MCS Production Tubing
1 - Inch Diameter
This is our most efficient design of MCS production tubing.
As the name suggests, it is intended to scavenge the last bit
of pressure differential provided by the reservoir.
The Scavenger is designed for conventional gas wells producing under 15 Mcf per day... wells that are near the end of their life.
It should be considered as an alternative to plugging a well,
likely providing another 5 to 10 years of steady state production.
The Scavenger MCS production tubing has one 7mm passageway and seven 5.5mm passageways. High-efficiency 5.5mm passageways are intended to carry most of the flow, with the
7mm passageway intended to enable kickoff. After kickoff, the 7mm passageway can be left open to provide flow capacity, or
it can be plugged so that all flow is up through the 5.5mm passageways, providing ultimate efficiency.
As explained on the "Turner Critical Rate" page, the maximum transfer of energy from the gas phase to the liquid phase occurs with tubing diameters under 6 mm (in air-water systems); capillary bubble flow is formed, where the liquid fully bridges the diameter of the passageway, and these liquid slugs are lifted to the surface between expanding gas pockets (in effect, virtual plunger lift,
with the gas pockets substituting for the plunger). There is no "minimum velocity" of gas as described by Turner, and no flow reversals or slippage of the liquid back down the tubing, so no recirculation losses.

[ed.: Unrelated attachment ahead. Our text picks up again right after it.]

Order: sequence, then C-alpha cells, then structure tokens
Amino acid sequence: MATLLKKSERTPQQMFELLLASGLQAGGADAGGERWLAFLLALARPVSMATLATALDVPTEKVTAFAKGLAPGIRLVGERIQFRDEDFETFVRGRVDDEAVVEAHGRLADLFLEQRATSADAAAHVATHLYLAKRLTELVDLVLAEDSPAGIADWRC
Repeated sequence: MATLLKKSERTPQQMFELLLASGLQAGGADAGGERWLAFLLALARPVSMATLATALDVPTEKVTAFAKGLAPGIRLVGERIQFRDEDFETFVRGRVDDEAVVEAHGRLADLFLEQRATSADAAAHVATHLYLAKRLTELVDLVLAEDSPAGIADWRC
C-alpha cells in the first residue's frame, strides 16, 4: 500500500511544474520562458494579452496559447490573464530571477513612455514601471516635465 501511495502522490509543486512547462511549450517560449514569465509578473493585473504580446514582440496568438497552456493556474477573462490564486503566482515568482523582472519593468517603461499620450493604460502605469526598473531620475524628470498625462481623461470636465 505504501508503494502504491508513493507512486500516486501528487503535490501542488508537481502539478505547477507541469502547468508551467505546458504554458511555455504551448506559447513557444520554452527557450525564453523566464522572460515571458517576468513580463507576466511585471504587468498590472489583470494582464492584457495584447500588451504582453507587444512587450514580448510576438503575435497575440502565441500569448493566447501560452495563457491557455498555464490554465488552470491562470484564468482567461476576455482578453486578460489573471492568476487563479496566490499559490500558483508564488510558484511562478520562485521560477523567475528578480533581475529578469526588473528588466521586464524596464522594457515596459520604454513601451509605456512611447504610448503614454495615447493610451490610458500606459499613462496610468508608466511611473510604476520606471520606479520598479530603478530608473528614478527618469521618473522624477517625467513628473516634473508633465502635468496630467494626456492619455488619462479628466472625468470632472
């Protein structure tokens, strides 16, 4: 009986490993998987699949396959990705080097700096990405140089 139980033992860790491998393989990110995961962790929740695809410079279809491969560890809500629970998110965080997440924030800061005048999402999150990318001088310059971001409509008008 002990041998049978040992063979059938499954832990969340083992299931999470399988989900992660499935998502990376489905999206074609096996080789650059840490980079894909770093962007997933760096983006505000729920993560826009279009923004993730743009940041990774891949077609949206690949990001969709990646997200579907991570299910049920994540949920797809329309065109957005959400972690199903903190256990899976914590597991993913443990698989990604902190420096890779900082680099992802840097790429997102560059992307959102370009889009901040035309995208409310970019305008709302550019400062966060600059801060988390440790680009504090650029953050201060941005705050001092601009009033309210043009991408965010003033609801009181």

The pressure gradient with capillary bubble flow can be very low.
As a baseline, for a column of water in a 2-inch tube, the pressure gradient is about 15 psi per 35 feet of water in the column. The
needed to support a column of capillary bubble flow is a function of the mass of the liquid in the column, not its height
(does not follow Pascal's Law). In other words, if 35 feet of water
were distributed as slugs in a small-diameter tube (having capillary bubble flow) spread out over a height of 1,000 feet, the pressure gradient would be 15 psi (ignoring the mass of the gas).
This gradient is just to support the liquid in the 1,000-foot column, with any increase in pressure gradient resulting in net upward flow. And this is true for 3,000 feet... in fact, any height.
For purposes of comparison, in our 1,930 foot pilot gas well
when flowing at steady state, there was
under 1 foot
of water (fully concentrated and condensed) within the fluid flowing up the well at any given time, calculated assuming an LGR of ~130 Bbl/ MMcf (see "Pilot Well" page).